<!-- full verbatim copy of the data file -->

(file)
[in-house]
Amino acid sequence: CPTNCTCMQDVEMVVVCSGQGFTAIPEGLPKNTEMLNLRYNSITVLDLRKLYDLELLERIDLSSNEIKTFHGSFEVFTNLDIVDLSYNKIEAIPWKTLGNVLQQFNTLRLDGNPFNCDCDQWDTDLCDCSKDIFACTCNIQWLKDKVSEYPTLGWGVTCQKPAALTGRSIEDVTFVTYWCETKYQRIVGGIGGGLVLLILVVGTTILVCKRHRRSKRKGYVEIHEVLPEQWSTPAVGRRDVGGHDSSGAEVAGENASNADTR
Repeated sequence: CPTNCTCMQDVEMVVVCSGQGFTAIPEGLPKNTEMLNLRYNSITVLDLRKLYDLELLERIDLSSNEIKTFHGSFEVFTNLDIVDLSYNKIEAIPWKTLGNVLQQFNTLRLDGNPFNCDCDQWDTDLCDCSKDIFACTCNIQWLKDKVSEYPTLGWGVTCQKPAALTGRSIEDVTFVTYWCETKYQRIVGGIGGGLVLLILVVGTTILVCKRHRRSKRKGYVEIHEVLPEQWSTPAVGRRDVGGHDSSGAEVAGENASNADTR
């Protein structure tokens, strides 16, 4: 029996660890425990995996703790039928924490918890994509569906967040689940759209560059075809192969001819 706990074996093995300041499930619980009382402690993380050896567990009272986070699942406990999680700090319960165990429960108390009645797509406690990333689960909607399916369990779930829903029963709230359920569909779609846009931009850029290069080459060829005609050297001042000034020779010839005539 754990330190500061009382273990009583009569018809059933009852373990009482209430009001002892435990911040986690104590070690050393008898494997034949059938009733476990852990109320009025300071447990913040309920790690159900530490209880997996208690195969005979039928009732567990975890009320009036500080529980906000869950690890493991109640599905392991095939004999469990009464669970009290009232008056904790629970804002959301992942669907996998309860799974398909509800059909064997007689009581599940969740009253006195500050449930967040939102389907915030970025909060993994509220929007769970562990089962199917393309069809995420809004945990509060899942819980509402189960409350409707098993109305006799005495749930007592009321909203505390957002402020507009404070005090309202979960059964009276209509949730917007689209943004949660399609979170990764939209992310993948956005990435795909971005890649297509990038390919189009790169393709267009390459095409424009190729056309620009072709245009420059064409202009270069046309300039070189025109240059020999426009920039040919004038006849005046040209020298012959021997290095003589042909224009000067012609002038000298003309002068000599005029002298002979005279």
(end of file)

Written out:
[in-house]
Amino acid sequence: CPTNCTCMQDVEMVVVCSGQGFTAIPEGLPKNTEMLNLRYNSITVLDLRKLYDLELLERIDLSSNEIKTFHGSFEVFTNLDIVDLSYNKIEAIPWKTLGNVLQQFNTLRLDGNPFNCDCDQWDTDLCDCSKDIFACTCNIQWLKDKVSEYPTLGWGVTCQKPAALTGRSIEDVTFVTYWCETKYQRIVGGIGGGLVLLILVVGTTILVCKRHRRSKRKGYVEIHEVLPEQWSTPAVGRRDVGGHDSSGAEVAGENASNADTR
Repeated sequence: CPTNCTCMQDVEMVVVCSGQGFTAIPEGLPKNTEMLNLRYNSITVLDLRKLYDLELLERIDLSSNEIKTFHGSFEVFTNLDIVDLSYNKIEAIPWKTLGNVLQQFNTLRLDGNPFNCDCDQWDTDLCDCSKDIFACTCNIQWLKDKVSEYPTLGWGVTCQKPAALTGRSIEDVTFVTYWCETKYQRIVGGIGGGLVLLILVVGTTILVCKRHRRSKRKGYVEIHEVLPEQWSTPAVGRRDVGGHDSSGAEVAGENASNADTR
């Protein structure tokens, strides 16, 4: 029996660890425990995996703790039928924490918890994509569906967040689940759209560059075809192969001819 706990074996093995300041499930619980009382402690993380050896567990009272986070699942406990999680700090319960165990429960108390009645797509406690990333689960909607399916369990779930829903029963709230359920569909779609846009931009850029290069080459060829005609050297001042000034020779010839005539 754990330190500061009382273990009583009569018809059933009852373990009482209430009001002892435990911040986690104590070690050393008898494997034949059938009733476990852990109320009025300071447990913040309920790690159900530490209880997996208690195969005979039928009732567990975890009320009036500080529980906000869950690890493991109640599905392991095939004999469990009464669970009290009232008056904790629970804002959301992942669907996998309860799974398909509800059909064997007689009581599940969740009253006195500050449930967040939102389907915030970025909060993994509220929007769970562990089962199917393309069809995420809004945990509060899942819980509402189960409350409707098993109305006799005495749930007592009321909203505390957002402020507009404070005090309202979960059964009276209509949730917007689209943004949660399609979170990764939209992310993948956005990435795909971005890649297509990038390919189009790169393709267009390459095409424009190729056309620009072709245009420059064409202009270069046309300039070189025109240059020999426009920039040919004038006849005046040209020298012959021997290095003589042909224009000067012609002038000298003309002068000599005029002298002979005279």